The affectation which most writers of blank verse have of extending the sense beyond the line, whether necessary or not, is followed by a similar affectation in the printer, who will often omit placing a pause at the end of a line of verse, where he would have inserted one in prose ; and this affectation is still carried farther by the reader, who will generally run the sense of one line into another, where there is the least opportunity of doing it, in order to show that he is too sagacious to suppose there is any conclusion in the sense because the line concludes. This affectation, I say, has possibly given rise to the opposite one adopted by the learned ; namely, that of pausing where the sense absolutely forbids a pause, and so by shunning Scylla, to fall into Charybdis : This errour is excellently described by Pope :

The vulgar thus through imitation err,
As oft the learn’d by being singular;
So much they hate the crowd, that if the throng
By chance go right, they purposely go wrong.

The truth is, the end of a line in verse naturally inclines us to pause; and the words that refuse a pause so seldom occur at the end of a verse, that we often pause between words in verse where we should not in prose, but where a pause would by no means interfere with the sense : this, it is presumed, has been fury shown in the former part of this work ; and this, perhaps, may be the reason why a pause at the end

of a line in poetry is supposed to be in compliment to the verse, when the very same pause in prose is allowable, and, perhaps, eligible, but neglected as unnecessary : However this be, certain it is, that if we pronounce many lines in Milton, so as to make the equality of impressions on the ear distinctly per. ceptible at the end of every line ; if by making this pause we make the pauses that mark the sense less perceptible, we exchange a solid advantage for a childish rhythm, and, by endeavouring to preserve the name of verse, lose all its meaning and energy.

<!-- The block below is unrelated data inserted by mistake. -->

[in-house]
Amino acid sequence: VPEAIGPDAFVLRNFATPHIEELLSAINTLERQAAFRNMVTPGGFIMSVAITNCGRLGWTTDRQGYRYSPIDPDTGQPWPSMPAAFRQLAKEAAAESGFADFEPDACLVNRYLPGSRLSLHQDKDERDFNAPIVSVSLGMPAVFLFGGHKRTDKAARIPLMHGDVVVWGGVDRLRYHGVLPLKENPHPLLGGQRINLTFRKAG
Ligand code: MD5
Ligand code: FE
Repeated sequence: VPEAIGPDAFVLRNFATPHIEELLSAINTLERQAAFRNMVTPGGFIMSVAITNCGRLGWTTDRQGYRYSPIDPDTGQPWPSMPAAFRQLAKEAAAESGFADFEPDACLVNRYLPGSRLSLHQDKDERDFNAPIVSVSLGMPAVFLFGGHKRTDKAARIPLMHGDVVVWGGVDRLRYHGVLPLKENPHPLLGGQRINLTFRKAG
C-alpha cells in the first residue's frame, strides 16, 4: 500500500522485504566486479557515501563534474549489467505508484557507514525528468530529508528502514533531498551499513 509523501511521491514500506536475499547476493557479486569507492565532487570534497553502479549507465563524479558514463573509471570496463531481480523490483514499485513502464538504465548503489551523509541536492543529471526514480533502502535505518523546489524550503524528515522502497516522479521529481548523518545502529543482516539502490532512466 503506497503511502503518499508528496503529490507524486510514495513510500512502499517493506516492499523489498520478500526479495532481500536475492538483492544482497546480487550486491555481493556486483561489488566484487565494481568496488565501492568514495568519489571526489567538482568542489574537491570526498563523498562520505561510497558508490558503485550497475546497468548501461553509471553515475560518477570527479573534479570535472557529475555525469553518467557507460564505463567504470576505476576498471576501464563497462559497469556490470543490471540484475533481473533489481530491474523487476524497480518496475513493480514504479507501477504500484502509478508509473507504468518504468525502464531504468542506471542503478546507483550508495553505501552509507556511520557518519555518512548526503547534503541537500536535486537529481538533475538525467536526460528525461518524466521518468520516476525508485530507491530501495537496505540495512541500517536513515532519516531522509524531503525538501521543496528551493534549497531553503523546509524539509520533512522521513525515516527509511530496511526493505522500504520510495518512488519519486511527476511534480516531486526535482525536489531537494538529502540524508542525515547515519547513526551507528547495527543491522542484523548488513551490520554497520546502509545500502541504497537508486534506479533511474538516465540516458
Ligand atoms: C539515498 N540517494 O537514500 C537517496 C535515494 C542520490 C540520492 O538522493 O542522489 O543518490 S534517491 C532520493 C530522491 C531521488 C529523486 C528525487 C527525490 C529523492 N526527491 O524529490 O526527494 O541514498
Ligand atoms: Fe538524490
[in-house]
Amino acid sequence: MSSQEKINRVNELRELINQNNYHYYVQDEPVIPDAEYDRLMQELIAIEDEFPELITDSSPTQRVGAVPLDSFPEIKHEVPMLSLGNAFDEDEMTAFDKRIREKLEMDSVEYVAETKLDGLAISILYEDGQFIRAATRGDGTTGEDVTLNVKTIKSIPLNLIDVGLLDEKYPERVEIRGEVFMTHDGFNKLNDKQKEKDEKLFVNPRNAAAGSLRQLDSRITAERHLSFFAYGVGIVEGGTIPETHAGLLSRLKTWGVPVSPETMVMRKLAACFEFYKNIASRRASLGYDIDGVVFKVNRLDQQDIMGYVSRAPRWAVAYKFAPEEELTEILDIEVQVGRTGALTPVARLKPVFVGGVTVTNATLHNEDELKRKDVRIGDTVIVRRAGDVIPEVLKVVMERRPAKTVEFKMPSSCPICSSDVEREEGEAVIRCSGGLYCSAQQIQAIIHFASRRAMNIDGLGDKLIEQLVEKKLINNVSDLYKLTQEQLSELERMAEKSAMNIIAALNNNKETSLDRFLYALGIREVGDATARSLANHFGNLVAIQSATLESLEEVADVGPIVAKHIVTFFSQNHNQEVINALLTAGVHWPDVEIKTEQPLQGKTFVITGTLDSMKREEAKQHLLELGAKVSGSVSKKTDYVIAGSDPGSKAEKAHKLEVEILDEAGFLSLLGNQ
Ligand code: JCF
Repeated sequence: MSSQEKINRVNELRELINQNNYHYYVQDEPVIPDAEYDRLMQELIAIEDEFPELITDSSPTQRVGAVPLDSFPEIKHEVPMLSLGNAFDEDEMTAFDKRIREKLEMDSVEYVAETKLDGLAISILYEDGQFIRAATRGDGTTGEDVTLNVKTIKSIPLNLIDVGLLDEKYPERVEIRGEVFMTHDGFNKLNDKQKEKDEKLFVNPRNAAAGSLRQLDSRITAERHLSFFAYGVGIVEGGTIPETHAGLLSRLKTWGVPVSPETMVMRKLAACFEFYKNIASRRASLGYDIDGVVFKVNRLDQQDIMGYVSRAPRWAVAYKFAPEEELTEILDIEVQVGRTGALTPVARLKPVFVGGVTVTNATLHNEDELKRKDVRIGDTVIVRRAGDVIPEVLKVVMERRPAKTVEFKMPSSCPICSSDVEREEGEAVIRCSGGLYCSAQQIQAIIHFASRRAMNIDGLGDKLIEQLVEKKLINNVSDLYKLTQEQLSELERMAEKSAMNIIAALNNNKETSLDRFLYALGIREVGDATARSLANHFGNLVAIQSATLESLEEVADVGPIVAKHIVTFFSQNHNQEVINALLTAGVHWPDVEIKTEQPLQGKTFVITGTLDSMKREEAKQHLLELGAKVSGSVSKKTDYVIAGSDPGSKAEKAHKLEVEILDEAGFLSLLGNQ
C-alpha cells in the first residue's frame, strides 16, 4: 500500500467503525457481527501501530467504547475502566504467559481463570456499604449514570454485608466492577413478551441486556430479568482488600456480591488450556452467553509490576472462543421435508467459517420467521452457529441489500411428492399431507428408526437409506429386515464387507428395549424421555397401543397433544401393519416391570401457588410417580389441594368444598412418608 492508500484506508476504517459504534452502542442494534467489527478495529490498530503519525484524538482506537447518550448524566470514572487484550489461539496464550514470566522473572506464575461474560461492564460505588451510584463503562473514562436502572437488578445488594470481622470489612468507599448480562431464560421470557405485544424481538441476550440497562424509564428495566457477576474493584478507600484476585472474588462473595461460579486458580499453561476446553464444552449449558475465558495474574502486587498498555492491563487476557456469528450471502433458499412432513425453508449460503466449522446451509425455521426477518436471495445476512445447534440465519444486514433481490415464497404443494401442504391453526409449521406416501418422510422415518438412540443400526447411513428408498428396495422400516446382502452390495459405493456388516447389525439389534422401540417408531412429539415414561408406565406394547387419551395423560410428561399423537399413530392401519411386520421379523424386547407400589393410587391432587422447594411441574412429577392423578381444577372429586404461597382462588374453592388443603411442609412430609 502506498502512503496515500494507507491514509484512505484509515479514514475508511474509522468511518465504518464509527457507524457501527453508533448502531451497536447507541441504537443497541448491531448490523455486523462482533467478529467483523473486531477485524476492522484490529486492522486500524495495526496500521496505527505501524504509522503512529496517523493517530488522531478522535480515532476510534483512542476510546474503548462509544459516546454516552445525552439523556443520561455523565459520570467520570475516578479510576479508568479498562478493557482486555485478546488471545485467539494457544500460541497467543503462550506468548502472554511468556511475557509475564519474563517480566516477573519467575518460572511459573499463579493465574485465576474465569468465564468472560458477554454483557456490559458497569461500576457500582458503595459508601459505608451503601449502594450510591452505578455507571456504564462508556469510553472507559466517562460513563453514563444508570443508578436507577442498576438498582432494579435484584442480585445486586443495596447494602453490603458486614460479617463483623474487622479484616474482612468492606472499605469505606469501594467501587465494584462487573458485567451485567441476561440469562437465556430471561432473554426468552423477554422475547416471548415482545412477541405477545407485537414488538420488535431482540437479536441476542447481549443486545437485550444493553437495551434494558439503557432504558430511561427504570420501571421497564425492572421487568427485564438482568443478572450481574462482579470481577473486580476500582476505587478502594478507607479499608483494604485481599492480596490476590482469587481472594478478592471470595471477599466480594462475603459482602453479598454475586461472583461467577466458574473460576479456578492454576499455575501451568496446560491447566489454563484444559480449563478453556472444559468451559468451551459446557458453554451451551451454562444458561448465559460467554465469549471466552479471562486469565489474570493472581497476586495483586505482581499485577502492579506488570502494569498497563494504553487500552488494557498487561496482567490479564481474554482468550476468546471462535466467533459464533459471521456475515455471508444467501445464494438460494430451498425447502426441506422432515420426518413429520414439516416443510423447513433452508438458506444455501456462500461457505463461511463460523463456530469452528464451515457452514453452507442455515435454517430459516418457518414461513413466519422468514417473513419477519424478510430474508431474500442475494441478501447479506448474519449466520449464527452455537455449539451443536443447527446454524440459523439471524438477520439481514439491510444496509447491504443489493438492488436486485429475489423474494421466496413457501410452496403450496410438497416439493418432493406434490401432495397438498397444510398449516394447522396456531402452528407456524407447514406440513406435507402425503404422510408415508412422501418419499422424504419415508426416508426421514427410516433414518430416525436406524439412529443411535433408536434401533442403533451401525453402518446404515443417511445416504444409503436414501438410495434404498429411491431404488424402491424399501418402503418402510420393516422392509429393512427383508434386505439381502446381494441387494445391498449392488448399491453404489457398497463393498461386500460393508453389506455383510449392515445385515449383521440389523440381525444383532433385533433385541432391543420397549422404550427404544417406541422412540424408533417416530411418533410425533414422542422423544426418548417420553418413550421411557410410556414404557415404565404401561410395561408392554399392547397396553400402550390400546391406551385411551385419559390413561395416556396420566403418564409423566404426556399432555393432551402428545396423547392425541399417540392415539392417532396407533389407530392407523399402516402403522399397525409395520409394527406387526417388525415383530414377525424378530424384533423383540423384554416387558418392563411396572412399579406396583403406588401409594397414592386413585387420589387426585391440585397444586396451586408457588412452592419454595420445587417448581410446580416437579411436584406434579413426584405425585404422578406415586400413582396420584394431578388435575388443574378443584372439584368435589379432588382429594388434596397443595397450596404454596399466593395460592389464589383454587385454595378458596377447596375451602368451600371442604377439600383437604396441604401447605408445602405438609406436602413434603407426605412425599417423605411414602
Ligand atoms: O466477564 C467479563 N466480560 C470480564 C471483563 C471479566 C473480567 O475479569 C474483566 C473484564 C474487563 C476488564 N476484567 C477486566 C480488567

Rule VI. In order to form a cadence in a period in rhyming verse, we must adopt the falling inflection wita considerable force, in the cæsura of the last line but one,


One science only will one genius fit,
So vast is art, so narrow human wit ;
Not only bounded to peculiar arts,
But oft in those confin'd to single parts;
Like kings we lose the conquests gain'd before,
By vain ambition still to make them more ;
Each might his sev'ral province I well command,
Would all but stoop to what they understand.

In repeating these lines, we shall find it necessary to form the cadence, by giving the falling inflection with a little more force than common to the word province. The same may be observed of the word prospect, in the last line but one of the following passage:

So pleas'd at first, the tow'ring Alps we try,
Mount o’er the vales, and seem to tread the sky;
Th' eternal snows appear already past,
And the first clouds and mountains seem the last :
But those attain's, we tremble to survey
The growing labours of the lengthen's way;
Th' increasing pròspect ll tires our wand'ring eyes,
Hills peep o'er hills, and Alps on Aips arise.

Rule VII. A simile in poetry ought always to be read in a lower tone of voice than that part of the passage which precedes it.


"Twas then great Marlb'rough's mighty soul was prov'd,
That in the shock of charging hosts unmov'd,
Amidst confusion, horrour, and despair,
Examin'd all the dreadful scenes of war.
In peaceful thought the field of death survey'd,
To fainting squadrons sent the timely aid ;
Inspir'd repuls'd battalions to engage,
And taught the doubtful battle where to rage.
So when an angel, by divine command
With rising tempests shakes a guilty land,
(Such as of late o’er pale Britannia past,)
Calm and serene he drives the furious blast ;
And, pleas'd th' Almighty's orders to perform,
Rides on the whirlwind, and directs the storm. Addison.

Rule VIII. Where there is no pause in the sense at the end of the verse, the last word must have exactly the same inflection it would have in prose.


O'er their heads a crystal firmament,
Whereon a sapphire throne, inlaid with pure*
Amber, and colours of the show'ry arch.


In this example, the word pure must have the falling inflection, whether we make any påuse at it or not, as this is the inflection the word would have if the sentence were pronounced prosaically. For the same reason the words retired and went, in the following example, must be pronounced with the ris. ing inflection.

• This, it is presumed, is an instance, that a pause of suspension may sometimes be improper at the end of a line. See page 277.